As painfully derivative and schlocky as Life is…it is still a well executed entry into an oft neglected subgenre.
The crew aboard the International Space Station in orbit around Earth are about to test soil samples recently taken from Mars by a probe. During one of the experiments, a single cell organism is found within the soil and thanks to the efforts of Biologist Hugh (Ariyon Bakare) it is revived from dormancy. The initial success of proving extraterrestrial life creates a news frenzy on Earth, and thanks to some students the life form is given the name Kelvin. Meanwhile on the ISS Medical Officer David (Jake Gyllenhaal) is breaking the record for continuous days in space to the detriment of his health, Systems Engineer Sho (Hiroyuki Sanada) watches his wife give birth via tablet, and Rory (Ryan Reynolds) is struggling to fix the shower. However the good times do not last as the organism begins to grow at an exponential rate, alarming Quarantine Officer Miranda (Rebecca Ferguson) who needs to ensure all possible firewalls are in place to prevent any sort of infection or attack. After Kelvin mangles Hugh’s hands during a test the crew try to immediately kill the organism before it can inflict further harm. Unbeknown to the rest of the crew this organism is a lot smarter than they think, and it begins threatens the livelihood of the crew on board the ISS as itself tries to survive.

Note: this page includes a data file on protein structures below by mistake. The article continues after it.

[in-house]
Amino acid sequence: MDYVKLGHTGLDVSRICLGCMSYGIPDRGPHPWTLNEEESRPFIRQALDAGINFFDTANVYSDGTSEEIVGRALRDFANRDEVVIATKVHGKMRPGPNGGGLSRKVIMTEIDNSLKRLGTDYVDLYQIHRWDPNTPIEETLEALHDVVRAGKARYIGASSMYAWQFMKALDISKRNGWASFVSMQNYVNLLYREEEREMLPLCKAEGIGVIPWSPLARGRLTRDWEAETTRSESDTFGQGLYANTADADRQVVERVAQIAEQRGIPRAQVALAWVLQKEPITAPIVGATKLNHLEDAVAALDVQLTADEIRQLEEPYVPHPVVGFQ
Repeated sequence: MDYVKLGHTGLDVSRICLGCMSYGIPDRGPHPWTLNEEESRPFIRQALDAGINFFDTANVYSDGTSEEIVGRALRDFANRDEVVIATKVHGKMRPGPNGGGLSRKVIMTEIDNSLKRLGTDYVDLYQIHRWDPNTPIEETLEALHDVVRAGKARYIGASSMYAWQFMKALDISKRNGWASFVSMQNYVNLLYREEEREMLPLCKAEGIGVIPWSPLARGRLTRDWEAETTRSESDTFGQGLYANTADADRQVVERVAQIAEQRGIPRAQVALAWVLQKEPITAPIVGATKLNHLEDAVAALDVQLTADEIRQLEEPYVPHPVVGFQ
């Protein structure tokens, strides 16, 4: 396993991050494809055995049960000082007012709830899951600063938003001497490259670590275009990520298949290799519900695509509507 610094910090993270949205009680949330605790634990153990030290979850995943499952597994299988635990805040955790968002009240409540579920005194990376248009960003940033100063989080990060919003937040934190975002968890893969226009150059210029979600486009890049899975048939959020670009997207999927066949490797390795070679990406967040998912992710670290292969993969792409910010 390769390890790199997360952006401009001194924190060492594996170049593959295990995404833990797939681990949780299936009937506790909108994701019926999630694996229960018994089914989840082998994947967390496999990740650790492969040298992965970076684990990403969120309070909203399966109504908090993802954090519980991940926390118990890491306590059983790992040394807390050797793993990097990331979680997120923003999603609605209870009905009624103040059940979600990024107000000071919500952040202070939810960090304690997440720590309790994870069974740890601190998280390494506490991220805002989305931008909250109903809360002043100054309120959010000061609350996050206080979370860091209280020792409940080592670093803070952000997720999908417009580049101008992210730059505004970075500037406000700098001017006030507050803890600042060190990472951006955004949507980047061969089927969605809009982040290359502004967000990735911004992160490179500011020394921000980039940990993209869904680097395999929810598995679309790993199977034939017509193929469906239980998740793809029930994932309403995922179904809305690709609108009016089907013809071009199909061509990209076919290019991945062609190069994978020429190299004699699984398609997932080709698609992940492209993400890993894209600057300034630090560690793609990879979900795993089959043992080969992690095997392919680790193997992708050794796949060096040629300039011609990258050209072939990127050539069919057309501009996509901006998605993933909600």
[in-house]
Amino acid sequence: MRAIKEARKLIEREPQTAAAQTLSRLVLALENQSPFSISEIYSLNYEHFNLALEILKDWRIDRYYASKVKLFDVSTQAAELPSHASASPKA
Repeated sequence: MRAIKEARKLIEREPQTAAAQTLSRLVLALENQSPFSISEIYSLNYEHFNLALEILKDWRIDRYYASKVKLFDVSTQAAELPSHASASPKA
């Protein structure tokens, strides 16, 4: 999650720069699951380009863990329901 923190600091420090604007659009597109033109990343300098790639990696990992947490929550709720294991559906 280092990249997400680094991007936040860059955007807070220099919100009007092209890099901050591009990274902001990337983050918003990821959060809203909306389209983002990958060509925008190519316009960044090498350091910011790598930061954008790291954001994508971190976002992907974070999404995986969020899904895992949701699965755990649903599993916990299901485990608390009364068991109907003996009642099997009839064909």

Director Daniel Espinosa (Safe House) does a good job with a genre he hasn’t dipped his toes into before, and the performances of the cast are all fine. But you wouldn’t expect much less from three of Hollywood’s ever popular stars in Gyllenhaal, Ferguson, and Reynolds. Also, after Sunshine poor Hiroyuki Sanada just can’t seem to catch a break in the science fiction genre, seemingly doomed to play auxiliary characters that struggle to stay alive longer than the headlining cast. Kelvin, the increasingly dangerous life form that threatens the crew is a well designed alien, but often reminds us the authenticity that CGI can lack when compared with expertly crafted SFX, as well as on screen presence.
The concept of in demand screenwriting duo Rhett Reese and Paul Wernick’s Life hardly breaks ground in originality with a story that is every shade of 1979s Alien. Humans being hunted down relentlessly by an alien life form is of course not necessarily original material in the first instance, but the confined setting and one by one dispatching of the crew is too familiar to the groundbreaking 1979 science fiction horror, that intentional or not, feels like a lesser imitation. That being said as painfully derivative and schlocky as Life is of its genre buddies, it is still a well executed entry into what is an oft neglected subgenre with enough intrigue to see how it all plays out. This is however only applicable to the first viewing, because afterwards you’ll realise it was just as predictable as you expected.